Unless you are one of the lucky few who lives in a climate suitable to ride outdoors year round, chances are that you will have to do some of your winter training indoors. As a northwest native I am no stranger to training indoors. Indoor training shouldn’t be dreaded, it can be a great opportunity to work on specific sports skills and come into the spring ready to rock. With that in mind we will cover the basics of indoor cycling.
For those of you who are new to indoor training you will have three options :
- Indoor Trainer
- Spin Bike
This is the option that I typically use. An in door trainer is a device that holds your bike stationary while applying resistance to the back wheel. This is a great option for days when the weather is to wicked to venture outside. You will still get experience riding your own bike and building muscle memory appropriate to your bikes’ geometry. The down side to indoor trainers is that they to hold your bike in place so you do not have the opportunity to work on balance or bike handling. There are several different indoor trainers on the market with varying price tags. The main difference between the models is the mechanism by which they apply force to the back wheel. If you are looking for a quiet, smooth ride be prepared to pay a little more. I personal have used the Kinetic Indoor Bicycle Trainer for years and love it.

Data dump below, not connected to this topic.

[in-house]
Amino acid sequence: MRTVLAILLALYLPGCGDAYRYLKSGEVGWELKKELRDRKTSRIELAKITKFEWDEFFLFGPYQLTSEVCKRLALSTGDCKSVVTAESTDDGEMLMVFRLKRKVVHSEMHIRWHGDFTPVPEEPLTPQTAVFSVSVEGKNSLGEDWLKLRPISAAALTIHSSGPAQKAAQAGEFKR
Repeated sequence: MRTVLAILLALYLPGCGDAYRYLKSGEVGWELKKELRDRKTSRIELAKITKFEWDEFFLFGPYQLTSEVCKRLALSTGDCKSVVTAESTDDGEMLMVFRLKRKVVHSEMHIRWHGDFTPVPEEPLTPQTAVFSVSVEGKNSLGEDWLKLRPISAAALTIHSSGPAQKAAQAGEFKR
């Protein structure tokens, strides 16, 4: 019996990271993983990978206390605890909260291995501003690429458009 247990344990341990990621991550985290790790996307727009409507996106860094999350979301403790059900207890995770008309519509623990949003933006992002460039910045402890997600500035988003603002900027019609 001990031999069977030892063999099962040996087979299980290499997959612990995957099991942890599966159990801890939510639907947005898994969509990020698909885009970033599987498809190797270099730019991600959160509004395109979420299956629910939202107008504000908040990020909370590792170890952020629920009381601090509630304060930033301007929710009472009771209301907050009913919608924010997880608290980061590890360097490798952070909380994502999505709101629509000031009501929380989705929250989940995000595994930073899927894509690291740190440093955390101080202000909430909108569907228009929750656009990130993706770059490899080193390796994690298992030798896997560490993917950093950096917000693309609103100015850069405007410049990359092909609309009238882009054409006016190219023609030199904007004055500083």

Admittedly I have not mastered the rollers, but this is the go to indoor option for many cyclists. Unlike the indoor trainer, rollers do not support your bicycle. Rollers are basically a series of three cylinders that you ride your bicycle on top of. Rollers tend to be much lighter than many indoor trainers, and typically collapse to a decent size making them easy to transport. This ease of transportation is why you often see rollers in the parking lots of triathlon and cycling races, it provides an ideal space to warm up those legs. The main advantage to using rollers is that they help cyclist to develop balance and bike handling skills in the off-season. Because of this rollers are also more challenging to use, and are often intimidating to new cyclist. They boast the same benefit as the indoor trainer in that you are riding your own bike and adjusting to your bikes geometry.